Fertility Assessment and Treatment Policy BNSSG’s Commissioning Policy Development Team are revising their Fertility Assessment and Treatment policy, They have developed a survey to gather feedback from the community about certain aspects of the Fertility Assessment and Treatment policy.  If this is something you are interested in commenting on, please see the links attached.  If you would like more information please contact  Please do let me know if there is any help or information you or the communities you support need and I will do my best to help or to point you in the right direction. 

For up to date information about COVID-19 please go to our North Somerset Together webpage, on there you will find current information about vaccines, testing and support for those who need it. 



COVID-19 Vaccination – when my turn comes, you will find my sleeve rolled up.

COVID-19 Vaccination – when my turn comes, you will find my sleeve rolled up.

Paranoia, fear and uncertainty can sell a product or an idea, to millions of people. It is used by commerce, influencers and would-be dictators all around the world since civilisations began to flourish 12,000 years ago.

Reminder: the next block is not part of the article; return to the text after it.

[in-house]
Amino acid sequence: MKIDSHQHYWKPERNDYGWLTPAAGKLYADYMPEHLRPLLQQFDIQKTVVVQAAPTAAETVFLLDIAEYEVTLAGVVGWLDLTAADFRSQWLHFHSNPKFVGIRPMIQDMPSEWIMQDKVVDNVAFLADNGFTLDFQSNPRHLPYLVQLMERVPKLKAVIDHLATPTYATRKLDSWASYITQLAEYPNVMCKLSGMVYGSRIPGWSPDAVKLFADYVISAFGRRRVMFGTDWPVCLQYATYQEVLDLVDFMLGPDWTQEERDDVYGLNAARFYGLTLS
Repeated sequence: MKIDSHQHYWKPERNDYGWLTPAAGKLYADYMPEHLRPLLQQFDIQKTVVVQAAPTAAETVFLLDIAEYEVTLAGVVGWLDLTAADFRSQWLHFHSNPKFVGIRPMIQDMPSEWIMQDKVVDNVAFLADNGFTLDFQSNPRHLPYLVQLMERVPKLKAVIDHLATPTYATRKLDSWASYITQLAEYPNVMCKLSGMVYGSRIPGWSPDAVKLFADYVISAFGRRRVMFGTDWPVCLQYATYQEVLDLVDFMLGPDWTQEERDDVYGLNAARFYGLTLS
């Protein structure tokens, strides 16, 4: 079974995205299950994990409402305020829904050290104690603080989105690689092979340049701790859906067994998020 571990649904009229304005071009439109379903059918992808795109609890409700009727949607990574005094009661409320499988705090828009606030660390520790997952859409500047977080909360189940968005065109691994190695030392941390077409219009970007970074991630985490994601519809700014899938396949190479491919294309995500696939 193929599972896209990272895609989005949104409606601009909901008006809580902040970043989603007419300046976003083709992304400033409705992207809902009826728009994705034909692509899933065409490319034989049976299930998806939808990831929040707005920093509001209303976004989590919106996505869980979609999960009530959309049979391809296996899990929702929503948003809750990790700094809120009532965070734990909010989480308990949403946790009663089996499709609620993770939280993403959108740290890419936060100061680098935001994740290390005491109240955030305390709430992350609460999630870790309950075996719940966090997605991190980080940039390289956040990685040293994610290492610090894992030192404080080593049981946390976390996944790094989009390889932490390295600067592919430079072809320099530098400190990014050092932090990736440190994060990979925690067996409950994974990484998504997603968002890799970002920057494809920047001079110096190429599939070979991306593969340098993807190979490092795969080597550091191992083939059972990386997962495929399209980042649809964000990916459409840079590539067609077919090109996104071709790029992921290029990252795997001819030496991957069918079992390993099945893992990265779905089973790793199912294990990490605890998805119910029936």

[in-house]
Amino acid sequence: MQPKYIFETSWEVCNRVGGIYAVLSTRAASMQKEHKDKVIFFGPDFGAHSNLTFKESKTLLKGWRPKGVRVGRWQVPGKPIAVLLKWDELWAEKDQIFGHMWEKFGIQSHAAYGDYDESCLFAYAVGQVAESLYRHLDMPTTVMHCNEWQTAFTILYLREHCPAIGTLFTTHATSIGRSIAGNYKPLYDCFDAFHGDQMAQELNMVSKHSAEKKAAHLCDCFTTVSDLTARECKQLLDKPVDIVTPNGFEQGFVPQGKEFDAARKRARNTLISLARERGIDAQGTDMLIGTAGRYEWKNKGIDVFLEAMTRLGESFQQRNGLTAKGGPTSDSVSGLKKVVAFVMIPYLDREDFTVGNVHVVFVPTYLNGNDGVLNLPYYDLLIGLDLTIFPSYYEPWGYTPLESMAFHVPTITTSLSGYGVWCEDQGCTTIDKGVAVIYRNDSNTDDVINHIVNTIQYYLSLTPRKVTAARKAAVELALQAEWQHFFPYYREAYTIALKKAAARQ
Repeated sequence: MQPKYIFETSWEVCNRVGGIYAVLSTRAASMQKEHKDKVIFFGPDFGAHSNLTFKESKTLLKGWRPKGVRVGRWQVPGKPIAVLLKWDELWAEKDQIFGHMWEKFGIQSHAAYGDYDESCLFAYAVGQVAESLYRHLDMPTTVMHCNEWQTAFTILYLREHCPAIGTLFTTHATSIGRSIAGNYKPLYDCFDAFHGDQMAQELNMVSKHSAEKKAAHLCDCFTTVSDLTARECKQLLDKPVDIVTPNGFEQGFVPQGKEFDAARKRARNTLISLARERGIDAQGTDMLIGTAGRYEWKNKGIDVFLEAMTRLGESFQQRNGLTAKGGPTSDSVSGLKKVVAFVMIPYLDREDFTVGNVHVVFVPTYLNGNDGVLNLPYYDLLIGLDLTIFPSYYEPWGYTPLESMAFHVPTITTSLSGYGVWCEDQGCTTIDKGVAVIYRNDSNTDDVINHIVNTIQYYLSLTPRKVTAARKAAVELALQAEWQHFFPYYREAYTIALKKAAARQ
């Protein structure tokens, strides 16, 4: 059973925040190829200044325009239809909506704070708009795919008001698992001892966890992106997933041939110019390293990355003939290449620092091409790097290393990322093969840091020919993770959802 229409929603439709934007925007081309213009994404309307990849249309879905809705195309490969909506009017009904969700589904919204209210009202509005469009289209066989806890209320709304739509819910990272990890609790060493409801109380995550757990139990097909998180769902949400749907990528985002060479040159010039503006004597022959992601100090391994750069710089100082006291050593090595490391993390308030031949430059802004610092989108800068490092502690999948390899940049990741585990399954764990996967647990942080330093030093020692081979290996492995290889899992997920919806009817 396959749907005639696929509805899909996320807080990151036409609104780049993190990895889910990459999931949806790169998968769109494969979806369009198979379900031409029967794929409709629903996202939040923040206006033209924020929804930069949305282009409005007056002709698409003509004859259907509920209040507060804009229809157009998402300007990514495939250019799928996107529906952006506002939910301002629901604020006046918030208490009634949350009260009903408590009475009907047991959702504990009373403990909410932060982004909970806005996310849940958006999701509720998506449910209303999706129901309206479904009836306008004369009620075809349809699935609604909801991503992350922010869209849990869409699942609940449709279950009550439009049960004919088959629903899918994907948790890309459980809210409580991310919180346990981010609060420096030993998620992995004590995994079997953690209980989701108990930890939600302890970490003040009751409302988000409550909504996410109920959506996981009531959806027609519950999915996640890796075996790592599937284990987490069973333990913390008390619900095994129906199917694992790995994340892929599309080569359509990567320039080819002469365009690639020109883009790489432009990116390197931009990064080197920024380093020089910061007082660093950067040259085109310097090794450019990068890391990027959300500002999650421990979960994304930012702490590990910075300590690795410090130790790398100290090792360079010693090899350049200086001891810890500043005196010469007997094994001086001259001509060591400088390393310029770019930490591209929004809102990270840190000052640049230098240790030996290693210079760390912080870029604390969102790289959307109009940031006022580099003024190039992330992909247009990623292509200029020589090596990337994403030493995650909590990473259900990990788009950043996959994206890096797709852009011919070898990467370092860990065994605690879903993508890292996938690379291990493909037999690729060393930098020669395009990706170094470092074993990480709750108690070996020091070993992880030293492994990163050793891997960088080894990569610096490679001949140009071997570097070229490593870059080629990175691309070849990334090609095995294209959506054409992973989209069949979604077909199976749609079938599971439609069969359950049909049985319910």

Thankfully, paranoid delusion, which is associated with mental illness, is not too common but every living person has to deal with fear, at many points in their life. That can be separation from a parent as a child, worries about money, or the health of our loved ones. As a doctor, I have spent my career dealing with uncertainty, which feeds into my patients’ fears.

Uncertainty is at the root of our worries about coronavirus. We have been living with other coronavirus organisms for generations and they have only given us symptoms of a common cold. The arrival of the CoViD-19 variant was not entirely unexpected, as we had seen similar severe respiratory illnesses arising from other new coronaviruses, in the middle east and China within the last 15 years. 

The new virus had found a way to enter our lung cells and brutally damage them. What is more, it was able to stimulate our immune systems in such a way as it caused damage to many other organs in our bodies, leading to death.

Very soon it was noticed that in stark contrast to other respiratory viruses, severe disease and death due to COVID-19 was relatively rare in children. Differences in the immune systems and better blood vessel health were among the factors protecting them.

Earlier in the course of the epidemic it had also been noted that patients from BAME groups seemed to be experiencing higher infection rates and worse outcomes, including death. This was puzzling, since genetic research has revealed two deep truths about people. The first is that all humans are closely related. Secondly, in a very real sense, all people alive today are Africans.

Despite this knowledge, some racial and ethnic groups suffer relatively more often, and fare worse, from common ailments compared to others. Prostate cancer is one disease where such health disparities occur: Risk for the disease is about 75% higher, and prostate cancer is more than twice as deadly, in Blacks compared with whites.